• Executive leadership sign-off on the launch key performance indicators (KPIs).
  • Clearly articulated and consistently communicated commercial data strategy. WARNING: I’ve previously shared some thoughts on data and communication. I am a bit of a broken record on this topic.
  • Data sources identified.
  • Data access.
  • Data privilege and access levels as defined by business need, role, and compliance considerations.
  • Commercial, Medical Affairs, Legal and Compliance alignment on which programs require documented HIPAA authorization, patient consent to participate in these programs, acknowledgment of the Telephone Consumer Protection Act (TCPA), or all of the above.


I want to flag that when you’re reporting on Patient Support and Access programs, you need to be very careful about these program’s objectives and how you measure their success.

These services are not promotional; the patient’s HCP has already decided to prescribe.

Describing a program’s Return on Investment (ROI) in terms of additional prescription fills or prescriptions written is problematic. In fact, a listener could walk away with the perception that the manufacturer offers these services as a form of kickback to prescribers and patients. I strongly encourage clients to embrace the phrase Return on Objective. It’s not semantics or a “wink, wink; you know what I’m really saying” code phrase. I like ROO because it reinforces Why Manufacturers Offer Patient Support Services in the first place:  to enable patients to start and stay on therapy.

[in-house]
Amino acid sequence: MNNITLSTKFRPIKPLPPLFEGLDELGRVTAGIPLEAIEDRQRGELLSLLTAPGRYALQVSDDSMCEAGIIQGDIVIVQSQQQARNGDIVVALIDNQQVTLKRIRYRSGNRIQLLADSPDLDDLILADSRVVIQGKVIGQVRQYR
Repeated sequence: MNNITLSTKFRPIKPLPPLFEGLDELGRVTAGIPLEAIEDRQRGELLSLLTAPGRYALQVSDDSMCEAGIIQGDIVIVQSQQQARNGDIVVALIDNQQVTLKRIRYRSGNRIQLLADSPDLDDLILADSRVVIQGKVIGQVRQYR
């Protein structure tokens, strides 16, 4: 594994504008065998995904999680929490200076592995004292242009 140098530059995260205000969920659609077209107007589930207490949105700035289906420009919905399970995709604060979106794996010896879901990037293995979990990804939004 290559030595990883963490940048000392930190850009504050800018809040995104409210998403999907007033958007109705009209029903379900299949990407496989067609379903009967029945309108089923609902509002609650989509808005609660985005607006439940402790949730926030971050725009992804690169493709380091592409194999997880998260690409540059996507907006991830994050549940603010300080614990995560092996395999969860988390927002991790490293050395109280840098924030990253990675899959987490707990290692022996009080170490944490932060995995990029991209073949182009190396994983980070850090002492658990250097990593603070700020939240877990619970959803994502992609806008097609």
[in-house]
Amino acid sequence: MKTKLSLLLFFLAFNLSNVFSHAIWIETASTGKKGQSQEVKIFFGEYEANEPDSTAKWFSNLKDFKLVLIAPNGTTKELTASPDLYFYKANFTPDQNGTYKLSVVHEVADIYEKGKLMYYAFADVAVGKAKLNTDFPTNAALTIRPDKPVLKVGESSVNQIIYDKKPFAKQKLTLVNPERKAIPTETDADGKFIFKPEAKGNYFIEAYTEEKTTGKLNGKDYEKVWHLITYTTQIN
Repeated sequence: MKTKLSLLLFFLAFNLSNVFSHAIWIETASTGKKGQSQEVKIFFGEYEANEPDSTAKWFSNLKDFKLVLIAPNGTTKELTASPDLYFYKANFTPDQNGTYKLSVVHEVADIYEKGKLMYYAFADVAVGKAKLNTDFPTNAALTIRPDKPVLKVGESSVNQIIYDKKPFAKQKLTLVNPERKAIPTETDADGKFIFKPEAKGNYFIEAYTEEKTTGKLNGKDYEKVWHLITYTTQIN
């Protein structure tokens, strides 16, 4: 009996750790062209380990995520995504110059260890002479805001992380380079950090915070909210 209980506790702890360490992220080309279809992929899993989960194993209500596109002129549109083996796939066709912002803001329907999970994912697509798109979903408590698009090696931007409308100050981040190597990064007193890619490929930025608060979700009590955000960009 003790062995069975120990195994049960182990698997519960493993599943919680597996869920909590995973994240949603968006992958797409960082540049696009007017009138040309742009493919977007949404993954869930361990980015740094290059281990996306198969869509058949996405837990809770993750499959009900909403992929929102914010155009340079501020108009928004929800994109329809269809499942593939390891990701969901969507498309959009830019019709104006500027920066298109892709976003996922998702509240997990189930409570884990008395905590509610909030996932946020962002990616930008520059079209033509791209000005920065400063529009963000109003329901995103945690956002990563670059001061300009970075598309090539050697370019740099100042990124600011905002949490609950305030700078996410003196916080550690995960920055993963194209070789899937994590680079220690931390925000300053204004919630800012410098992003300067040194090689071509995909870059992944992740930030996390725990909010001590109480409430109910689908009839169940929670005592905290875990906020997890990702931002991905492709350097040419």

Data: Don’t just ask; contract.

If someone tells you that getting data from Specialty Pharmacies is easy, they have never done it (inventory data, sure! payer data, no).

Do your data sources provide the data you want as part of their core service offering? If not, you will need to include these data requests in your contract negotiations. And these negotiations will gum up your contracting timelines.

As tempting as it is to think, “We just need to get the drug out the door, we can figure out data after the fact,” your commercial team will struggle if you have not done this pre-launch work:

  • Determine the desired data elements: Agree upon delivery cadence, format, validation, tokenization, and patient de-identification.
  • Decide how these different data sources live in your data environment.

Almost all your distribution partners and service vendors offer dashboards and portals where you can quickly glance at the #s for that service line.

Question: How will you leverage multiple data sources and different data types to create a holistic understanding of your patients? Are you going to work with a data aggregator?

For example, for an oral medication distributed via Specialty Pharmacy, you may have access to:

  • Pharmacy dispense files all patients on therapy
  • Copay support enrollment and redemptions commercially insured patients meeting the manufacturer’s program eligibility
  • Education and adherence programs patients who have enrolled in nurse educator programs or opted into marketing campaigns
  • Patient Assistance Programs enrollment files as well as non-commercial dispensing pharmacy files